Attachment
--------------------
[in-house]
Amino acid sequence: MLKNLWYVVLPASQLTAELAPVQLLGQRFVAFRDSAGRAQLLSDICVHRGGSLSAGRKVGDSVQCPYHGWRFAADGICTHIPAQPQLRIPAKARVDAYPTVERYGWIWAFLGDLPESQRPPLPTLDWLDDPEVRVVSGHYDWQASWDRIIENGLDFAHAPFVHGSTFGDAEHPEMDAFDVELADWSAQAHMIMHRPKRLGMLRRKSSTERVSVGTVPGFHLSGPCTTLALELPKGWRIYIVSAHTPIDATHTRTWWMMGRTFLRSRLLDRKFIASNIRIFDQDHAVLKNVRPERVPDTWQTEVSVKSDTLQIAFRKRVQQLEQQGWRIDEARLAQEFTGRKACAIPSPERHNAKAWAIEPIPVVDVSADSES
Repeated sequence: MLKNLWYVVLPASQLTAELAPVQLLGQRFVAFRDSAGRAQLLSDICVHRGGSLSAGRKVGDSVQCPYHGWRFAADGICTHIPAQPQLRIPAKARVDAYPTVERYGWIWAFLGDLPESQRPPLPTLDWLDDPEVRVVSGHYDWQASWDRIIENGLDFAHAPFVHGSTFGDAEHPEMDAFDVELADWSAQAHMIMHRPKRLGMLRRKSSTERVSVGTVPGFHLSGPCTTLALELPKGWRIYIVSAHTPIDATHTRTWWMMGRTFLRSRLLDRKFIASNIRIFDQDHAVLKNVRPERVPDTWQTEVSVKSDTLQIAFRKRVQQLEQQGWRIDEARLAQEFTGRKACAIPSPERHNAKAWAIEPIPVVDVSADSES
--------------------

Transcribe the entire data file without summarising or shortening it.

[in-house]
Amino acid sequence: MLKNLWYVVLPASQLTAELAPVQLLGQRFVAFRDSAGRAQLLSDICVHRGGSLSAGRKVGDSVQCPYHGWRFAADGICTHIPAQPQLRIPAKARVDAYPTVERYGWIWAFLGDLPESQRPPLPTLDWLDDPEVRVVSGHYDWQASWDRIIENGLDFAHAPFVHGSTFGDAEHPEMDAFDVELADWSAQAHMIMHRPKRLGMLRRKSSTERVSVGTVPGFHLSGPCTTLALELPKGWRIYIVSAHTPIDATHTRTWWMMGRTFLRSRLLDRKFIASNIRIFDQDHAVLKNVRPERVPDTWQTEVSVKSDTLQIAFRKRVQQLEQQGWRIDEARLAQEFTGRKACAIPSPERHNAKAWAIEPIPVVDVSADSES
Repeated sequence: MLKNLWYVVLPASQLTAELAPVQLLGQRFVAFRDSAGRAQLLSDICVHRGGSLSAGRKVGDSVQCPYHGWRFAADGICTHIPAQPQLRIPAKARVDAYPTVERYGWIWAFLGDLPESQRPPLPTLDWLDDPEVRVVSGHYDWQASWDRIIENGLDFAHAPFVHGSTFGDAEHPEMDAFDVELADWSAQAHMIMHRPKRLGMLRRKSSTERVSVGTVPGFHLSGPCTTLALELPKGWRIYIVSAHTPIDATHTRTWWMMGRTFLRSRLLDRKFIASNIRIFDQDHAVLKNVRPERVPDTWQTEVSVKSDTLQIAFRKRVQQLEQQGWRIDEARLAQEFTGRKACAIPSPERHNAKAWAIEPIPVVDVSADSES